Sacramento Martial Arts and Karate
It seems like there hasn't been an introduction on the discussion boards since 2014, so I thought I might help get some new activity on here.
I've been studying Isshin-ryu at Zen Martial Arts Center, now, for just under two months, and have been enjoying my time immensely. I am originally from Boston, MA; but I've lived all over the US, with some time spent in the United Kingdom. I moved here 4 months ago, so pretty new to Sacramento. Not having a social system, or knowing too many people here yet, I'm very grateful for the dojo, and how friendly and welcoming both Sensei, and my fellow student-practitioners have been.
I don't have any substantial martial arts experience, beyond a few classes in which I explored Kendo. But, as a child of the 80s, karate was what all the "cool kids were doing." Even though I never studied until recently, there were those little seeds planted by Mr. Miyagi! Of course, my understanding of martial arts are a bit deeper in my older age, and my rationales are far more mature. Self-Discipline; finding a good outlet to maintain fitness; meditation; and an appreciation for both the history and culture(s). Personally, I've been a bit surprised to find a good amount of compatibility in the Isshin-Ryu ethos, and the martial arts in general. Most of this comes from the fact that I am at heart a pacifist, convinced over many years of reading history, watching politics, studying conflict, and personally seeing the detrimental effects of war on the world (mostly effecting the poor, the disenfranchised, and women/children). For the past five years I have embarked on a path of peace. This has become a way of life, stretching to many aspects of my life. I'm a Quaker. I'm a social activist. And apparently, now I'm a martial arts practitioner?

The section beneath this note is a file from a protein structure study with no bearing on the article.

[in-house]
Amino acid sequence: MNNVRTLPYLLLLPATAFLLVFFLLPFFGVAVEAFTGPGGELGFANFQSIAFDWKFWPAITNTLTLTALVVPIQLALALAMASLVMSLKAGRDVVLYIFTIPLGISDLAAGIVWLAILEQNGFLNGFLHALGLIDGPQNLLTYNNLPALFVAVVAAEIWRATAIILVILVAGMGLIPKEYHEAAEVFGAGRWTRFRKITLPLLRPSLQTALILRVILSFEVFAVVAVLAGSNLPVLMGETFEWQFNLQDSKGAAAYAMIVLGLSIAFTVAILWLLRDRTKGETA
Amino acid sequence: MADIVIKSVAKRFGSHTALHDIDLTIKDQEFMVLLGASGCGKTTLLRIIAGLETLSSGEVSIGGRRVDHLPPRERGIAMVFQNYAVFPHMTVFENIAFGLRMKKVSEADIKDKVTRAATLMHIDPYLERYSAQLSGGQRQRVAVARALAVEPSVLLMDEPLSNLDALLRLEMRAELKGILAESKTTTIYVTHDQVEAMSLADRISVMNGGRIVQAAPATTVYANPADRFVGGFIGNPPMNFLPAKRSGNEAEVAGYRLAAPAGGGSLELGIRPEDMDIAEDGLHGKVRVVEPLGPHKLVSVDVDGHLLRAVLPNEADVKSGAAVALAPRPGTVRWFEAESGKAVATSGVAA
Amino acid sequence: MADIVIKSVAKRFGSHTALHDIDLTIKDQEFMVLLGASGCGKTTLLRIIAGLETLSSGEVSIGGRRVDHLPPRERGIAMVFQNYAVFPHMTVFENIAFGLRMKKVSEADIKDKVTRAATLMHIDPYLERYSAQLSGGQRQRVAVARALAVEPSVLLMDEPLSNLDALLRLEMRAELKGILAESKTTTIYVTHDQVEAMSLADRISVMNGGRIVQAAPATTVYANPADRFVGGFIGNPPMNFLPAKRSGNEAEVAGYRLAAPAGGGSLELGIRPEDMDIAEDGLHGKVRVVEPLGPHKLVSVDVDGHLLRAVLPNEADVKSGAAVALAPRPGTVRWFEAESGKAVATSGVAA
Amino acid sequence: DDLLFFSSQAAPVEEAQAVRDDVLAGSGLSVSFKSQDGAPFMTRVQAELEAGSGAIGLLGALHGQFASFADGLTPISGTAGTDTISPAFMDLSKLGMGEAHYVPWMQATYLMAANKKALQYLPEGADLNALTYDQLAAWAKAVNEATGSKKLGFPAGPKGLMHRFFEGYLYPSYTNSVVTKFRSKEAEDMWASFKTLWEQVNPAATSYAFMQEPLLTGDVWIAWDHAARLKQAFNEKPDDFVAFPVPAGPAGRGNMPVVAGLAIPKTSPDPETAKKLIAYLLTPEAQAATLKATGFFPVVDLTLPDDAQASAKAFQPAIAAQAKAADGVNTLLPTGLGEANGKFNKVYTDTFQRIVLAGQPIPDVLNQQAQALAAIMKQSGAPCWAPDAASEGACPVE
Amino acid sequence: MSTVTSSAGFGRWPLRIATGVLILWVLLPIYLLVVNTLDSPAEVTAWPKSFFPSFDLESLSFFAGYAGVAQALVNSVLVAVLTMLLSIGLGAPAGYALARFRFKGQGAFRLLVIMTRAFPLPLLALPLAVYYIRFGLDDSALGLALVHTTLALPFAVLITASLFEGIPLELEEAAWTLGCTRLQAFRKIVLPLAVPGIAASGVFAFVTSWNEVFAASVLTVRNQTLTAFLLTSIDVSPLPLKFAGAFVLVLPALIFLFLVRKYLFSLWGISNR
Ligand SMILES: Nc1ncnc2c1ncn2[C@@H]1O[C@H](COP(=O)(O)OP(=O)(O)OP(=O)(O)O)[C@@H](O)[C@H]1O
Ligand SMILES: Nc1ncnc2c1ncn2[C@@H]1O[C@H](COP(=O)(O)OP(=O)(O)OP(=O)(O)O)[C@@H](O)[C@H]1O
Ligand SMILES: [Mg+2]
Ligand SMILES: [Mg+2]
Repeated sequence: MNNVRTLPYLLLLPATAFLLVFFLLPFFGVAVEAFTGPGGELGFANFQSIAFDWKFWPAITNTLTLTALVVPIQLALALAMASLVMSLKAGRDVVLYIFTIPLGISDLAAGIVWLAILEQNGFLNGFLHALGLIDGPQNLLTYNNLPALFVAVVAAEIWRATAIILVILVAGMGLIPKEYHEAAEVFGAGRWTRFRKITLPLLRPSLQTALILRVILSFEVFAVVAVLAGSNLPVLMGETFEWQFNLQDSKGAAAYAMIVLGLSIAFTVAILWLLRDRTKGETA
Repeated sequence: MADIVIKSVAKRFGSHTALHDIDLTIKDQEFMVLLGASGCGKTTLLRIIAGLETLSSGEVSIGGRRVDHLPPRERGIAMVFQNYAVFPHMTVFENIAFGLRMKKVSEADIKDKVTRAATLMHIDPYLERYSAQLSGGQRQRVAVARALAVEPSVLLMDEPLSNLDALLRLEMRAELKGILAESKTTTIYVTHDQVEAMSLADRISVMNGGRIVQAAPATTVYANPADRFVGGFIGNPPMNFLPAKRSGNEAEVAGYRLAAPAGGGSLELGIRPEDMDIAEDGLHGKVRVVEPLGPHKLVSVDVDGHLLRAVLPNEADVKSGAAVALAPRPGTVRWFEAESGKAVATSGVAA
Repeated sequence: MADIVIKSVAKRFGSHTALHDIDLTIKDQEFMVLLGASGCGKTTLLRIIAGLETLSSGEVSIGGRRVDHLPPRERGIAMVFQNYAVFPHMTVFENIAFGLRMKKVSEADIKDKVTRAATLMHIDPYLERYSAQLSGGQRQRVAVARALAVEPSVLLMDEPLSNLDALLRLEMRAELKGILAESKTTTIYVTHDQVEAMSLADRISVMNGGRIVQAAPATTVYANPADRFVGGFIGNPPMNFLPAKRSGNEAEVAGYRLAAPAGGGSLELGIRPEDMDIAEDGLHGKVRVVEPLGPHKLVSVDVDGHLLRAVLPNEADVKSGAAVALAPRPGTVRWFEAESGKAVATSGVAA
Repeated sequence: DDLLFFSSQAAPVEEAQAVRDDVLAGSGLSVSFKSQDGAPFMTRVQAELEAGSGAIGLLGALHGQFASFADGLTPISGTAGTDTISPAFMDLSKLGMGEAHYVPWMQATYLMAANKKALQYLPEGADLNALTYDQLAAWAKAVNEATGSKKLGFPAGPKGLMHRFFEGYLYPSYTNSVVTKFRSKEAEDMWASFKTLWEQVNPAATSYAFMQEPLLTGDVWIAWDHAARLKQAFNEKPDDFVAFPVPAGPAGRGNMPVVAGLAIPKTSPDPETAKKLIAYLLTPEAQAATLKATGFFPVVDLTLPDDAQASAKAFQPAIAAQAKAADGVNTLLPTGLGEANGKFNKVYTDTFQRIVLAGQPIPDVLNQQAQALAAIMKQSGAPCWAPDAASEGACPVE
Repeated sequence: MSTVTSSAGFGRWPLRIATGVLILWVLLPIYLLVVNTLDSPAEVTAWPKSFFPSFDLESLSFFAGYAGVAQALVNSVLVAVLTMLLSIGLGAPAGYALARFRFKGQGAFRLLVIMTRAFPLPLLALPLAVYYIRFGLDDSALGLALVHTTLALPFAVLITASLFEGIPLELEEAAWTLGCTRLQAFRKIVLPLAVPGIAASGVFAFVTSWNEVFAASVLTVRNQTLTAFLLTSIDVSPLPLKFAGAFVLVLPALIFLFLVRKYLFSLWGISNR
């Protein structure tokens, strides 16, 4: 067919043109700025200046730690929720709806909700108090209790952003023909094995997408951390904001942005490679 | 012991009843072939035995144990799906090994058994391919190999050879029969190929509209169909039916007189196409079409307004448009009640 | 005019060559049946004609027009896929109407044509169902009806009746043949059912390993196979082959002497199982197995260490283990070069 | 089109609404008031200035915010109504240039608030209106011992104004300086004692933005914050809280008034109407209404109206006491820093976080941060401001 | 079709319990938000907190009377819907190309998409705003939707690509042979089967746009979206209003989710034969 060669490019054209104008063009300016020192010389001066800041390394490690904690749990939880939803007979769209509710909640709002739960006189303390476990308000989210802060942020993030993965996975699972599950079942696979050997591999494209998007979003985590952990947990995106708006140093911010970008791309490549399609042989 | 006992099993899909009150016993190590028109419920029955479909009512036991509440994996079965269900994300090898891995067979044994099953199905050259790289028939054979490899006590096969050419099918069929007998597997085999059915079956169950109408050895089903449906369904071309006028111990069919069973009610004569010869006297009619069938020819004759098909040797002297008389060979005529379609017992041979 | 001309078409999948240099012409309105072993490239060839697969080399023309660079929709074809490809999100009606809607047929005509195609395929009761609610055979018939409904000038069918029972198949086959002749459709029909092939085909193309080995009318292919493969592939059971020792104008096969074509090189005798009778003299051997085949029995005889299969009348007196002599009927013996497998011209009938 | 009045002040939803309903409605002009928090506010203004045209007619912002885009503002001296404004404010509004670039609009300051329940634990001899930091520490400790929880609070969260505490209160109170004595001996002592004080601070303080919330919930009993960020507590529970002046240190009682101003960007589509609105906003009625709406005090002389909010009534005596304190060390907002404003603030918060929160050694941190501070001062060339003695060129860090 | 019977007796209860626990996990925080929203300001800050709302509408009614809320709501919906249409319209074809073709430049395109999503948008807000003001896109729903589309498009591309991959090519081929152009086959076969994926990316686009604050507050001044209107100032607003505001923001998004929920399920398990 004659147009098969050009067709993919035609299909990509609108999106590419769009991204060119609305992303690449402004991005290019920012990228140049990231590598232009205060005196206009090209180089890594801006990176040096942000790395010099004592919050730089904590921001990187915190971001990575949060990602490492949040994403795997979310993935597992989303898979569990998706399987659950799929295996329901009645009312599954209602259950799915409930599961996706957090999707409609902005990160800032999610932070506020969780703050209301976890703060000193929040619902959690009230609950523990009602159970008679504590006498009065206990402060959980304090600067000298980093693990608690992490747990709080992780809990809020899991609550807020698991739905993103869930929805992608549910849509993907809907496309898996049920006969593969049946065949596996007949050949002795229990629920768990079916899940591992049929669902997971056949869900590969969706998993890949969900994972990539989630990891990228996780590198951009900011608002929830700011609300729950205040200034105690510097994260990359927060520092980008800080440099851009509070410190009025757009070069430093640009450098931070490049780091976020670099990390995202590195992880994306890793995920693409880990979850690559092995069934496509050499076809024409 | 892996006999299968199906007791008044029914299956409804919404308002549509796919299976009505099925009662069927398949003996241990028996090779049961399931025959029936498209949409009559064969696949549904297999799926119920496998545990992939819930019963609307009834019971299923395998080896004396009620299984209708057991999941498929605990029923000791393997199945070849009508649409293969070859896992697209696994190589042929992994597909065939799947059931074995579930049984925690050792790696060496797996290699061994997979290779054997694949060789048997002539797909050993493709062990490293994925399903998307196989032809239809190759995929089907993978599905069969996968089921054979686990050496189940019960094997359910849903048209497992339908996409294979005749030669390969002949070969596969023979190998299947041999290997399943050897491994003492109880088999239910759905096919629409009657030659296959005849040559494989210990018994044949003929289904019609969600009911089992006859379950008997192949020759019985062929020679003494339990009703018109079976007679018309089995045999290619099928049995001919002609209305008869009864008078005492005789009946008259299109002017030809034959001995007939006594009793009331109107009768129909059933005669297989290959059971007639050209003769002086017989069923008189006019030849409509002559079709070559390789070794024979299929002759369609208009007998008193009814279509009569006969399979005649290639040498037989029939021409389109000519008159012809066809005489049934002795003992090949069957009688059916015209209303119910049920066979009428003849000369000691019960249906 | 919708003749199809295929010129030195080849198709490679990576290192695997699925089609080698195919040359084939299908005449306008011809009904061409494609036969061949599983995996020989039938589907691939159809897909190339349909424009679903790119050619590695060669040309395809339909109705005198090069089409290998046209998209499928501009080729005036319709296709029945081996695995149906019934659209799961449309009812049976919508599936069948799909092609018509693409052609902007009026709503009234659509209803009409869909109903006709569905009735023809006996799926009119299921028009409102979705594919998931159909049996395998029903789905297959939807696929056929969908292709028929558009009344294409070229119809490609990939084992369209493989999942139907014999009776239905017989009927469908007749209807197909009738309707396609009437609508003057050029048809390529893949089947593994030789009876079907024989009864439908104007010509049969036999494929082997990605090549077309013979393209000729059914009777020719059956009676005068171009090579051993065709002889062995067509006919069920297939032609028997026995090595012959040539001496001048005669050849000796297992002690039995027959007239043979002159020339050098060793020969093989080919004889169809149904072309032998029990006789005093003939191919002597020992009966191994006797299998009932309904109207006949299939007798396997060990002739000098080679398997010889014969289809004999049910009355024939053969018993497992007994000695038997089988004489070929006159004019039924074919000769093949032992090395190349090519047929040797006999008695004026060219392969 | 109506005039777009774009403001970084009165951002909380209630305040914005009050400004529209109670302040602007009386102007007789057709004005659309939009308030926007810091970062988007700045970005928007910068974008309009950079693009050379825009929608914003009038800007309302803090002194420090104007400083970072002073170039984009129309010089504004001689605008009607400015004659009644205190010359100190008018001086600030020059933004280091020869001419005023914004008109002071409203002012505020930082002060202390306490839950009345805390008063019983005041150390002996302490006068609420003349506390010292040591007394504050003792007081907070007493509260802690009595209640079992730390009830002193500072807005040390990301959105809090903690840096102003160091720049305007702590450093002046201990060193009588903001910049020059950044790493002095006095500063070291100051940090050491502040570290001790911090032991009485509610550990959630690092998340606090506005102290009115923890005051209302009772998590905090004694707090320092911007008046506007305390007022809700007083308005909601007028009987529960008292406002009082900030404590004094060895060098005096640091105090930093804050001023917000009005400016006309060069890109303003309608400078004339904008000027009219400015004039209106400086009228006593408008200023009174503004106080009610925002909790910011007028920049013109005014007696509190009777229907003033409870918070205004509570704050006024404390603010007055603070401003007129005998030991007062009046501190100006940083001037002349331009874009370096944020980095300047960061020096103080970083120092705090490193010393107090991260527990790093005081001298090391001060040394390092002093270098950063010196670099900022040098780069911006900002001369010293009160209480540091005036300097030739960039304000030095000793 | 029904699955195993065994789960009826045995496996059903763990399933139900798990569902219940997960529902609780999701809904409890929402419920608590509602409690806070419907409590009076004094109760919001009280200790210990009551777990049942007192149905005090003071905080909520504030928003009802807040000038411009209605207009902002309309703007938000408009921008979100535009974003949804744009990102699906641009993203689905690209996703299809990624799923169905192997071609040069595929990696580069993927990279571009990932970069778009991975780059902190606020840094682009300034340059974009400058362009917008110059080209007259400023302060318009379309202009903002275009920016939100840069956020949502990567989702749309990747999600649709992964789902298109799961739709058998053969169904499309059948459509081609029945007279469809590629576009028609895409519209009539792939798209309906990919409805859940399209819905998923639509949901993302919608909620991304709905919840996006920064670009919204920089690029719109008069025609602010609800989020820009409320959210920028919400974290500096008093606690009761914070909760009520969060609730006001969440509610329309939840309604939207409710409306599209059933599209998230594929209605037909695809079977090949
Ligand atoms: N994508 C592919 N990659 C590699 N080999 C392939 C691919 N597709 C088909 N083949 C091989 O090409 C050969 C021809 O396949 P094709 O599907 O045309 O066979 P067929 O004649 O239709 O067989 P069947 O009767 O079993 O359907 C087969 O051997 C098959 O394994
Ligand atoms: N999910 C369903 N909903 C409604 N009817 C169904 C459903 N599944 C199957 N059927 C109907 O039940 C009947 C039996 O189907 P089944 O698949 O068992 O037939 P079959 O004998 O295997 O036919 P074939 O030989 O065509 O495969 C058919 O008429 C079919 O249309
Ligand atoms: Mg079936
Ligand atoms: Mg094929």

Trust me, it's confusing to me as well! But, all I can say, is that there are many kinds of warriors, and that neither are mutually exclusive. After a couple of weeks, of coming to class, I heard Sensei Oliver speak that, "if you have to use what we are teaching, you've already failed." The ethos was comforting. The emphasis on mediation, mindfulness, seeking non-violent solutions, have resonated deeply. One cannot deny that the ancient roots of our art are steeped in a culture of combat and warfare, of a different sense of honor, in some aspects a very violent past. We only need to turn to the writings such as Master Funikoshi and Master Ueshiba, both of whom documented fellow peers and masters who craved combat and vanquishing their enemies. Certainly, a discipline such as Akido may ultimately be more aligned to my own path; however, at present, for the immediate time being, I feel impressed to continue my studies of Isshin-Ryu.
I look forward to studying with you all, and getting to know you better.